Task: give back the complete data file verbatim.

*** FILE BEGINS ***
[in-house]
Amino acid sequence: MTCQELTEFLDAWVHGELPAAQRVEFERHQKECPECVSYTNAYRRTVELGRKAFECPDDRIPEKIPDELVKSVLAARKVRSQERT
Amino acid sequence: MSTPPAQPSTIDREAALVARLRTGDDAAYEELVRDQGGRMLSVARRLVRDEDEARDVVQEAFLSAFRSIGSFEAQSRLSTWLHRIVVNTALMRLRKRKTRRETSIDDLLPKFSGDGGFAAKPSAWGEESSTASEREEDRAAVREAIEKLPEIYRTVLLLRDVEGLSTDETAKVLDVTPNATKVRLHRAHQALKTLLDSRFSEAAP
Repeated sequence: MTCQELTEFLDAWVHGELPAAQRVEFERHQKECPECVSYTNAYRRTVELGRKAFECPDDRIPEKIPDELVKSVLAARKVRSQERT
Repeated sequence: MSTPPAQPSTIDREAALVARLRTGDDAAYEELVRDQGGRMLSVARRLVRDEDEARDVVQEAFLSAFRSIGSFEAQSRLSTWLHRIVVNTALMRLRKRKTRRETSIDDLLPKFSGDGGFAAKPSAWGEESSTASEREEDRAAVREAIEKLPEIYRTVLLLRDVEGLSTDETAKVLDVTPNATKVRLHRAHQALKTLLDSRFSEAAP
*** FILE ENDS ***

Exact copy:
[in-house]
Amino acid sequence: MTCQELTEFLDAWVHGELPAAQRVEFERHQKECPECVSYTNAYRRTVELGRKAFECPDDRIPEKIPDELVKSVLAARKVRSQERT
Amino acid sequence: MSTPPAQPSTIDREAALVARLRTGDDAAYEELVRDQGGRMLSVARRLVRDEDEARDVVQEAFLSAFRSIGSFEAQSRLSTWLHRIVVNTALMRLRKRKTRRETSIDDLLPKFSGDGGFAAKPSAWGEESSTASEREEDRAAVREAIEKLPEIYRTVLLLRDVEGLSTDETAKVLDVTPNATKVRLHRAHQALKTLLDSRFSEAAP
Repeated sequence: MTCQELTEFLDAWVHGELPAAQRVEFERHQKECPECVSYTNAYRRTVELGRKAFECPDDRIPEKIPDELVKSVLAARKVRSQERT
Repeated sequence: MSTPPAQPSTIDREAALVARLRTGDDAAYEELVRDQGGRMLSVARRLVRDEDEARDVVQEAFLSAFRSIGSFEAQSRLSTWLHRIVVNTALMRLRKRKTRRETSIDDLLPKFSGDGGFAAKPSAWGEESSTASEREEDRAAVREAIEKLPEIYRTVLLLRDVEGLSTDETAKVLDVTPNATKVRLHRAHQALKTLLDSRFSEAAP